Usha Nair-Reichert

Associate Professor and Director of Masters Program

Member Of:
  • School of Economics
  • Technology Policy and Assessment Center
Email Address:
usha.nair@gatech.edu
Fax Number:
404-894-1890
Office Location:
Old CE Building, Room 206
Related Links:

Overview

Dr. Nair-Reichert is an Associate Professor in the School of Economics. Her current research interests include (i) innovation ecosystems (ii) firm strategies related to innovation, globalization of R&D, trade, foreign direct investment, technology licensing and acquisition, and sustainability (iii) environmental regulations and their impact on firm strategy, innovation, trade and foreign direct investment (iv) partnerships, policies and collaborations for economic development, with specific focus on education, infrastructure, and health care.

Dr. Nair-Reichert worked on funded projects related to supply chains, innovation and efficiency gains in the pulp and paper industry, biotechnology, telecommunications, energy, affirmative action, and educational outcomes.  She has received funding from sources such as the Center for Paper Business and Industry Studies, Center for International Business Education and Research, and Power4Georgians. She recently received a Fulbright Specialist’s award for a project in Poland.

Dr. Nair-Reichert has published in peer reviewed journals including the Journal of International Economics, Review of Economics and Statistics, Oxford Bulletin of Economics and Statistics, Research Policy, International Organization, World Development and Review of International Economics. She is a member of the American Economic Association, International Economics and Finance Society, the European Economics and Finance Society, and the Association of Indian Economic and Financial Studies. She also serves on the Advisory Board of the European Economics and Finance Society. 

Dr. Nair-Reichert obtained her Ph.D. in Economics from the Krannert School of Management at Purdue University specializing in international trade, international business, econometrics and economic development. She joined the faculty at the School of Economics at Georgia Institute of Technology in 1995.  She served as interim School Chair during the academic year 2011-12.  As part of a select leadership program of the University System of Georgia, she was also an Executive Leadership Institute Scholar from Georgia Tech during 2011-2012.  She is a faculty associate with the Science, Technology and Innovation Policy Program at Georgia Tech and a core faculty member at the Center for International Business Education and Research (CIBER) at Georgia Tech.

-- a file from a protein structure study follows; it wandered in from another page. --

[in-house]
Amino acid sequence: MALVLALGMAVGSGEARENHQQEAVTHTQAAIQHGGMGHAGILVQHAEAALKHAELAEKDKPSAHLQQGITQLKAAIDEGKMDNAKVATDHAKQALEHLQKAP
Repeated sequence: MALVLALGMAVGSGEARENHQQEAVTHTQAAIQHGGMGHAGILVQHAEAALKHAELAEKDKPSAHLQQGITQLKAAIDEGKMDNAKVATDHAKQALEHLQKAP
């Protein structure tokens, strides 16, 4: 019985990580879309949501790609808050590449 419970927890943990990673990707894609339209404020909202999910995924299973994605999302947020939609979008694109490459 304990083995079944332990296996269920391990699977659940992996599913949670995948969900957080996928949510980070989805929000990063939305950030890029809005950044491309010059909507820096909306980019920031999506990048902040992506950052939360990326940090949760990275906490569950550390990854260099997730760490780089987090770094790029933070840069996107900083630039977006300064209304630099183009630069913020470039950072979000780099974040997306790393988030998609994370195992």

Prior to her graduate work at Purdue, she was employed in the banking sector in India where she has worked in areas related to trade and foreign exchange regulations, imports and exports, multinational investment, technology transfer, and introduction and integration of computerized check processing technologies.

Dr. Nair-Reichert has served as a trustee at The Westminster Schools,  the Trinity School  and the Georgia Tech Athletics Association Board. She is also a member of SHECON, a nonprofit group working with micro finance lending and economic development projects in Haiti. She enjoys reading, traveling, and experiencing new cultures. She is an ardent believer in the power of education to inspire people, change lives, and transform society.

Education:
  • Ph.D., Purdue University
  • M.A., Pachaiyappas College
  • B.A., Ethiraj College
Awards and
Distinctions:
  • 2015: Fulbright Specialist Award
  • 2011-2012: Executive Leadership Institute Scholar, USG
Research Fields:
  • Development Economics
  • Economic Sustainability
  • Firm Strategy
  • International Economics
  • Policy Analysis
  • Technology and Innovation
Geographic
Focuses:
  • Asia (East)
  • Asia (South)
  • Europe
  • Latin America and Caribbean
  • United States
  • United States - Georgia
  • United States - Southeast
Issues:
  • Energy
  • Environment
  • Gender
  • Inequality and Social Justice
  • International Development
  • Regional Development
  • Business Strategy
  • Education
  • Education Policy
  • Globalization and Localization
  • Innovation
  • Institution-Building